UPDATE (10:25): Ted Cruz has won the Iowa Caucus. The Dem race is still far too close! Trump will finish second. Marco Rubio finishes third, but only approximately 2,000 votes behind Trump. Dr. Ben Carson will finish fourth. Rand Paul will finish fifth.
UPDATE (10:20): Ted Cruz 28%, Donald Trump 24%, Marco Rubio 23%. 97% of precincts are reporting. Marco Rubio and Donald Trump will fight it out for second.
UPDATE (10:05): Martin O’Malley has told journalists to be ready for a press conference, he will be suspending his campaign.
Trump is, reportedly, not doing well in any of the major cities (Des Moines, Dubuque, Cedar Rapids). Many of the caucus-goers turning out there made their minds up in the last several days, many of them on the content of the last debate. Skipping the final debate may have cost Trump. Cruz is also pulling ahead with “anti-Establishment” voters.
UPDATE (10:00p): According to GOP officials, 170,000 Republicans turned up to caucus this year, which is straight up insane. With 75% reporting in, Cruz is still up 28-25.
UPDATE (9:50p): With 70% of the precincts reporting in (and the first large cities starting to report), Cruz remains in the lead over Trump, 29-25. My cat is now asleep.
UPDATE (9:40p): Votes are now coming in much faster. Cruz is pulling away slightly, largely because Rubio and Dr. Ben Carson are overperforming. Rubio has broken 20%. Dr. Carson has won at least one precinct and will likely break 10%. According to official polls, Cruz is leading Trump, 29-25.
UPDATE: (9:30p): With 24% of the vote reporting in, Cruz is still beating Trump, 29-26. Cruz is considered to be overperforming.
UPDATE (9:15p): Tonight’s “first time Democratic caucus-goers” number is 40%, 33% lower than it was for Barack Obama. That’s bad news for Bernie, who relies on new caucus-goers to float his campaign. Without more first-timers, Sanders likely loses to Clinton. Does Sanders-mentum have a limit?
UPDATE (9:00p): As of 9pm, Ted Cruz is leading 30% to Trump’s 28%. Six percent of polls have reported in. On the Democratic side, Hillary Clinton is edging out Bernie Sanders, 52% to 46%, with 21% of polls reporting.
UPDATE (8:41): Marco Rubio appears to have gained the support of those who decided just in the last few days. Ted Cruz appears to have won the “Google vote,” that is, he is the most searched candidate in Iowa ahead of the caucus. Entrance polls seem to favor Donald Trump only slightly. With 2% reporting in, Trump and Cruz are tied.
UPDATE (8:24p): Martin O’Malley is predicted to come in third for the Democratic nomination. Color me shocked.
UPDATE: By entrance polling, 15% of the Dems caucusing are under 30. 40% of Dem caucus-goers are first-timers. Unfortunately for Bernie, most of the caucus-goers are not showing up in high-delegate precincts.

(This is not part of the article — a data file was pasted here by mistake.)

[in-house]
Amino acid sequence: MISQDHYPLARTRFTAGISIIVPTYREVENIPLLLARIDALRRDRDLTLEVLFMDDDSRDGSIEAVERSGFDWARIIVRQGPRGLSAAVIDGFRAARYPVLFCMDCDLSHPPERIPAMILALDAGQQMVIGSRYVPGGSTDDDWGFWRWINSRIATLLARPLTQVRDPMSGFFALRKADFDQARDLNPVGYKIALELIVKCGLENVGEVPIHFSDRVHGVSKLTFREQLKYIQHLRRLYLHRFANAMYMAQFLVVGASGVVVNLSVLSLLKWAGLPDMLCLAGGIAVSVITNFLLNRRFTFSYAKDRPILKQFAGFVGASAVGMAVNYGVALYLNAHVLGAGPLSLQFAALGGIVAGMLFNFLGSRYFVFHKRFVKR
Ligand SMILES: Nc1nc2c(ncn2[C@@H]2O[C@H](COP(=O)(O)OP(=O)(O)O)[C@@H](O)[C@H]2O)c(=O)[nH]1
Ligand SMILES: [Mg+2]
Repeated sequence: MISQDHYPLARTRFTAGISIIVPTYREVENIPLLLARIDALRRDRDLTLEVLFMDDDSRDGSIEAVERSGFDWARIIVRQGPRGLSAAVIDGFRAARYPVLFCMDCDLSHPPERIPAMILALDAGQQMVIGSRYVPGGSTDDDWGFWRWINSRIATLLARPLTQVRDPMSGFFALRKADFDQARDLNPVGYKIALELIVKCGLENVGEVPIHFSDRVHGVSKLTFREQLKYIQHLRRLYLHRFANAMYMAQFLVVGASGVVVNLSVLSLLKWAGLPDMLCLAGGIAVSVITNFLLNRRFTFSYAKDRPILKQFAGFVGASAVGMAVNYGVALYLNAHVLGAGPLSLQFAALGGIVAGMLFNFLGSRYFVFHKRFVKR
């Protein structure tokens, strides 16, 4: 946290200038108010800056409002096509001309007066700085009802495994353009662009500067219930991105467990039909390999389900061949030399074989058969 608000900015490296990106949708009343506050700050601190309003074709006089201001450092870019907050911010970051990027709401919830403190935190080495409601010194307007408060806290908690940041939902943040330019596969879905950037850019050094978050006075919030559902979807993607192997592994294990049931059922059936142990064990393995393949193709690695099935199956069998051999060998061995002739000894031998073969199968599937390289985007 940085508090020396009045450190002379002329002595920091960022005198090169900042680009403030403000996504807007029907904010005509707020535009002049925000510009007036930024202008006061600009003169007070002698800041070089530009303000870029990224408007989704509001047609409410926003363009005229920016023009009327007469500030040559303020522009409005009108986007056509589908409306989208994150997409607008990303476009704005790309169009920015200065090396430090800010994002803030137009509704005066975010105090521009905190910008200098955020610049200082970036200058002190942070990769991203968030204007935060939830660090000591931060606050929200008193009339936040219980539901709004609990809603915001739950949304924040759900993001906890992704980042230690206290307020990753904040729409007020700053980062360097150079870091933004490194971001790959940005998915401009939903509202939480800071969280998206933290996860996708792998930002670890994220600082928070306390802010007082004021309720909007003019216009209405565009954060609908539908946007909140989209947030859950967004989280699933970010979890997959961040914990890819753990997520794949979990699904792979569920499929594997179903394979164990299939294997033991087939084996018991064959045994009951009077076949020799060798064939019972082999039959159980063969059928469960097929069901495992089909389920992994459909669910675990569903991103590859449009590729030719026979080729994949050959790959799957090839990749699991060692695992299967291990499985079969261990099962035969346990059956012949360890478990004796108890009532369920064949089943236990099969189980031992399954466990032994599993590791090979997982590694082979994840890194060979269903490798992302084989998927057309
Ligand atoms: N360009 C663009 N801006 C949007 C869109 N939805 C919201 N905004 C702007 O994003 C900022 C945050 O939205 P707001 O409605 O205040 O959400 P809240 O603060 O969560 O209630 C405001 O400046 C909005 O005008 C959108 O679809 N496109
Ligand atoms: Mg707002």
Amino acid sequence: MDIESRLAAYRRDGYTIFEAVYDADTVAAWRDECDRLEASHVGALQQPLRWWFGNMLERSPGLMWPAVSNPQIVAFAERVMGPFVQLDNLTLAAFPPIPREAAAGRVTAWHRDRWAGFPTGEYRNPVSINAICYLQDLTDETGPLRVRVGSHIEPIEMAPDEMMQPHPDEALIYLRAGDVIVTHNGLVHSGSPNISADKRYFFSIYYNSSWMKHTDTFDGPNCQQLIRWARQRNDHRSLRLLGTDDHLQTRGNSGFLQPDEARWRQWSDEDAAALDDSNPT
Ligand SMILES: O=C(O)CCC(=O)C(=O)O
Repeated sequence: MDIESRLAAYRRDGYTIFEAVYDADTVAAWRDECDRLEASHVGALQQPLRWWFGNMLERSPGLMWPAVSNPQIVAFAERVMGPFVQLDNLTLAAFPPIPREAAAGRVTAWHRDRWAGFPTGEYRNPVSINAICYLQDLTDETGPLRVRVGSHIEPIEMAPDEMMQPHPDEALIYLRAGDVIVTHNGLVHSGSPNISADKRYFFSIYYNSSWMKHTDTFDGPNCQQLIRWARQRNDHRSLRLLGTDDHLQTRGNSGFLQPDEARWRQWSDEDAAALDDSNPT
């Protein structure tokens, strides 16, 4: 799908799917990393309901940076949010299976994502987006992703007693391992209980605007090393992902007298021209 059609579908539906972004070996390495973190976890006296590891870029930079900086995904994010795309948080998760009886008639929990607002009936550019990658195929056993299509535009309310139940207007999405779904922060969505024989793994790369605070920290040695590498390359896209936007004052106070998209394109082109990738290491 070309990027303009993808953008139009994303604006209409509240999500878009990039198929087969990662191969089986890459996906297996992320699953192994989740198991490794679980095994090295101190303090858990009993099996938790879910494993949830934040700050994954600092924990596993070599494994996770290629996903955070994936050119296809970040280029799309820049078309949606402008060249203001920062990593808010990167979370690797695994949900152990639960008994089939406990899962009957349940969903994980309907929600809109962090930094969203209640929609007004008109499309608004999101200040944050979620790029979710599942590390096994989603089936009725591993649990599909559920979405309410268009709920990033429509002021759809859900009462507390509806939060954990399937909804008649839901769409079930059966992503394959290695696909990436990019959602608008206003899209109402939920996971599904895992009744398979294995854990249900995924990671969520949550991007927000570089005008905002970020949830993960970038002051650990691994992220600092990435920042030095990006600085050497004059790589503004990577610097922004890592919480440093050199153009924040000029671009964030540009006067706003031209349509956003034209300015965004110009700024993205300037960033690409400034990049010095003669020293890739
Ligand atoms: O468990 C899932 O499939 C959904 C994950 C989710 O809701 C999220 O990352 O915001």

May the odds be ever in your favor, America.
Obviously, the Iowa Caucus is far from the most important contest in the political season (just ask Presidents Mike Huckabee and Ron Paul how well Iowa predicted their eventual nominations), but this year, it’s especially infuriating because its the first official contest, and everyone is anxious to see whether voters really will cast a ballot (or, in the case of the Iowa Caucus, mill around aimlessly in a distinct corner of a particular high school gymnasium) for Donald Trump. Iowa has 30 Republican delegates who are also elected to chairmanship positions, so in Iowa, this is big.
For Democrats, this will be either a full-on Hillary Clinton victory or a Bernie Sanders upset – a familiar sight to Clinton who lost the Iowa Caucus, and then the Democratic nomination, to another far-left upstart just eight years ago. Granted, that upstart was cool, calm and collected, and this one yells at trees to get out of his way, and has a plan to force you to pay for everyone else’s health insurance. The Democratic matchup has sparked an intra-party war, as decidedly anti-corporate Starbucks baristas are lecturing single-issue feminist voters on why an old white man is the best choice to defend feminism in the 21st century.
In the end, Iowa comes down to voter turnout (which is a dumb thing to say because literally every election comes down to voter turnout), which is predicted to be uncharacteristically low. Iowa also favors the prepared and the bold – the campaign that can get the most supporters to their correct designated caucusing location on time and with steel backbones, as Iowa voters can “argue and convince” other caucus-goers to “re-caucus” to their respective corners, because this is middle America, the scores are made up and the points don’t matter.
I’ll keep you updated throughout the night as we get more information and I become increasingly disenchanted with this whole process. Feel free to use the comments section as an open thread. Until then, America – cheers!
Good luck tonight, everyone. You’re gonna need it.